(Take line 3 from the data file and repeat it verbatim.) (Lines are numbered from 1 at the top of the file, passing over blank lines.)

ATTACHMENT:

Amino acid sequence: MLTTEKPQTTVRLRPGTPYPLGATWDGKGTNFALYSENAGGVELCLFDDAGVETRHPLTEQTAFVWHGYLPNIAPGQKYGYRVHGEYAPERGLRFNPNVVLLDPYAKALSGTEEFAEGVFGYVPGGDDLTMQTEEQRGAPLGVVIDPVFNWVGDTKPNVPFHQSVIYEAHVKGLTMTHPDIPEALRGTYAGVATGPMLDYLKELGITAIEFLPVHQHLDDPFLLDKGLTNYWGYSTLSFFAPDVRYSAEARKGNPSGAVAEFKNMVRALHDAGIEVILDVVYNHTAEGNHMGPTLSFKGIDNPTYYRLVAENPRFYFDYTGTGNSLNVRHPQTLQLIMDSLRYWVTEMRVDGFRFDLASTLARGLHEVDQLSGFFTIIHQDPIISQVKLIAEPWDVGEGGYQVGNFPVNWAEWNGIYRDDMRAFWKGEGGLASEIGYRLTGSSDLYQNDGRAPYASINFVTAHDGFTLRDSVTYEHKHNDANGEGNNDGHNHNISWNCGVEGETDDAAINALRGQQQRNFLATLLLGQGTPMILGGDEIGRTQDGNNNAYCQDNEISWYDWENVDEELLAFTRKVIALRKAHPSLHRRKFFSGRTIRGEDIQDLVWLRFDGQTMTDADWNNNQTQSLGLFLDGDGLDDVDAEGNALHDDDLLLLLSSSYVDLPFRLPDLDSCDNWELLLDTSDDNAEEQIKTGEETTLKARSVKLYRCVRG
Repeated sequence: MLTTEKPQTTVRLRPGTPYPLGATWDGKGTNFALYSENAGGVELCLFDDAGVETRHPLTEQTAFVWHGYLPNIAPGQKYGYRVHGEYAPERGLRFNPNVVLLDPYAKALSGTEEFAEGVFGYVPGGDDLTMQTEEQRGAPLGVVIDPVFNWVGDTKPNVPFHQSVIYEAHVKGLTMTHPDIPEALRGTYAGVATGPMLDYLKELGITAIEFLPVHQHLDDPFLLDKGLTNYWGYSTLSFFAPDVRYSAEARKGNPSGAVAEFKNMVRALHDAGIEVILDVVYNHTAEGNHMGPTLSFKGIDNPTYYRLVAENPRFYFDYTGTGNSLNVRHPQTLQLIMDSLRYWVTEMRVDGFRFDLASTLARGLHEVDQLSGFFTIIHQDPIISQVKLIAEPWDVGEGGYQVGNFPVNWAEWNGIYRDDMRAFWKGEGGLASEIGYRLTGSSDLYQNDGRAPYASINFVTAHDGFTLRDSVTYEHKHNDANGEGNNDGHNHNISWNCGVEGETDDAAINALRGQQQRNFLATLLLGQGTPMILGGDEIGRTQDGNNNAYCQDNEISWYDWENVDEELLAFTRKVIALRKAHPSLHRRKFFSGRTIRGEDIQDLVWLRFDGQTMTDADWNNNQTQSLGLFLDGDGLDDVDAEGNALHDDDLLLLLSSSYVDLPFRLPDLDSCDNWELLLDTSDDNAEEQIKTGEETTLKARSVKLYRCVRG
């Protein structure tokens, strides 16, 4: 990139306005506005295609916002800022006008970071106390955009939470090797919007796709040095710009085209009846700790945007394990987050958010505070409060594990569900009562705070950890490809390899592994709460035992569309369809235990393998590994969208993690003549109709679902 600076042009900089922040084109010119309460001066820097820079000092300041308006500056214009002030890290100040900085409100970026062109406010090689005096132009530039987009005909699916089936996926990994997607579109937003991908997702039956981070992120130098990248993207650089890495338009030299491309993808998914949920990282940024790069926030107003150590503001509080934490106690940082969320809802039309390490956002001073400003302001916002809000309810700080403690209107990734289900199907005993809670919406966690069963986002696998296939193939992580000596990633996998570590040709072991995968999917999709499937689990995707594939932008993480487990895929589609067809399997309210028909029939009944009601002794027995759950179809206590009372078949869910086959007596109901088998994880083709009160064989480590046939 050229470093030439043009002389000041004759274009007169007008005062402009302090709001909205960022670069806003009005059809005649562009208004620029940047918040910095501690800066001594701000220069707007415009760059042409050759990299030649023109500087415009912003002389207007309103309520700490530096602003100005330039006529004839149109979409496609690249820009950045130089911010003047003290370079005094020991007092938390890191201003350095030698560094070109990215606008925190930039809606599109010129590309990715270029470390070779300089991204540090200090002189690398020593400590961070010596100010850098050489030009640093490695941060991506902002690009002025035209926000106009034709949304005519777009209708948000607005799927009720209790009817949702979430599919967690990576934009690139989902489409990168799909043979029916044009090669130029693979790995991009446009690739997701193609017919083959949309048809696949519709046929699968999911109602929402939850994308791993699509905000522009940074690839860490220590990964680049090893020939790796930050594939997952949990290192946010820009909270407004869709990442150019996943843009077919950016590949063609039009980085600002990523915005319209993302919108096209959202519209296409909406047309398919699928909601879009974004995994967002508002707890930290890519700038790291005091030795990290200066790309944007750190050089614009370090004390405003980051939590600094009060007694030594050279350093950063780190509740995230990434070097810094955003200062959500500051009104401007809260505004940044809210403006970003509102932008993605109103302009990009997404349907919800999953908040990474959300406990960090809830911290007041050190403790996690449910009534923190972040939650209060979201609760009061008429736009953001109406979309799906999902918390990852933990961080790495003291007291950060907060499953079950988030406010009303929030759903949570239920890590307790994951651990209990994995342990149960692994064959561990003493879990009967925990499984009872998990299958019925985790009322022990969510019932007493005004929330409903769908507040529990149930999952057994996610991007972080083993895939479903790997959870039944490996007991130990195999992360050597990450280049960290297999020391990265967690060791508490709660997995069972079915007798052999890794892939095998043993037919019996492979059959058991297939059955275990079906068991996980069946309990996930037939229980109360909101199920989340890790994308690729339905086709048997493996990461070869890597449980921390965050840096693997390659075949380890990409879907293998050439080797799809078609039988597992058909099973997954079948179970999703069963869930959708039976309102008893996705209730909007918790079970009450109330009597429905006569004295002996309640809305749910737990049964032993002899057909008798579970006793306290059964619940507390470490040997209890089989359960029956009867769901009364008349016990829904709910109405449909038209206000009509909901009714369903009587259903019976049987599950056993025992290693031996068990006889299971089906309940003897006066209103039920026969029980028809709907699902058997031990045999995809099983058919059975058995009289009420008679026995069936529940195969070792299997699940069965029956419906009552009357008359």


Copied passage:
């Protein structure tokens, strides 16, 4: 990139306005506005295609916002800022006008970071106390955009939470090797919007796709040095710009085209009846700790945007394990987050958010505070409060594990569900009562705070950890490809390899592994709460035992569309369809235990393998590994969208993690003549109709679902 600076042009900089922040084109010119309460001066820097820079000092300041308006500056214009002030890290100040900085409100970026062109406010090689005096132009530039987009005909699916089936996926990994997607579109937003991908997702039956981070992120130098990248993207650089890495338009030299491309993808998914949920990282940024790069926030107003150590503001509080934490106690940082969320809802039309390490956002001073400003302001916002809000309810700080403690209107990734289900199907005993809670919406966690069963986002696998296939193939992580000596990633996998570590040709072991995968999917999709499937689990995707594939932008993480487990895929589609067809399997309210028909029939009944009601002794027995759950179809206590009372078949869910086959007596109901088998994880083709009160064989480590046939 050229470093030439043009002389000041004759274009007169007008005062402009302090709001909205960022670069806003009005059809005649562009208004620029940047918040910095501690800066001594701000220069707007415009760059042409050759990299030649023109500087415009912003002389207007309103309520700490530096602003100005330039006529004839149109979409496609690249820009950045130089911010003047003290370079005094020991007092938390890191201003350095030698560094070109990215606008925190930039809606599109010129590309990715270029470390070779300089991204540090200090002189690398020593400590961070010596100010850098050489030009640093490695941060991506902002690009002025035209926000106009034709949304005519777009209708948000607005799927009720209790009817949702979430599919967690990576934009690139989902489409990168799909043979029916044009090669130029693979790995991009446009690739997701193609017919083959949309048809696949519709046929699968999911109602929402939850994308791993699509905000522009940074690839860490220590990964680049090893020939790796930050594939997952949990290192946010820009909270407004869709990442150019996943843009077919950016590949063609039009980085600002990523915005319209993302919108096209959202519209296409909406047309398919699928909601879009974004995994967002508002707890930290890519700038790291005091030795990290200066790309944007750190050089614009370090004390405003980051939590600094009060007694030594050279350093950063780190509740995230990434070097810094955003200062959500500051009104401007809260505004940044809210403006970003509102932008993605109103302009990009997404349907919800999953908040990474959300406990960090809830911290007041050190403790996690449910009534923190972040939650209060979201609760009061008429736009953001109406979309799906999902918390990852933990961080790495003291007291950060907060499953079950988030406010009303929030759903949570239920890590307790994951651990209990994995342990149960692994064959561990003493879990009967925990499984009872998990299958019925985790009322022990969510019932007493005004929330409903769908507040529990149930999952057994996610991007972080083993895939479903790997959870039944490996007991130990195999992360050597990450280049960290297999020391990265967690060791508490709660997995069972079915007798052999890794892939095998043993037919019996492979059959058991297939059955275990079906068991996980069946309990996930037939229980109360909101199920989340890790994308690729339905086709048997493996990461070869890597449980921390965050840096693997390659075949380890990409879907293998050439080797799809078609039988597992058909099973997954079948179970999703069963869930959708039976309102008893996705209730909007918790079970009450109330009597429905006569004295002996309640809305749910737990049964032993002899057909008798579970006793306290059964619940507390470490040997209890089989359960029956009867769901009364008349016990829904709910109405449909038209206000009509909901009714369903009587259903019976049987599950056993025992290693031996068990006889299971089906309940003897006066209103039920026969029980028809709907699902058997031990045999995809099983058919059975058995009289009420008679026995069936529940195969070792299997699940069965029956419906009552009357008359």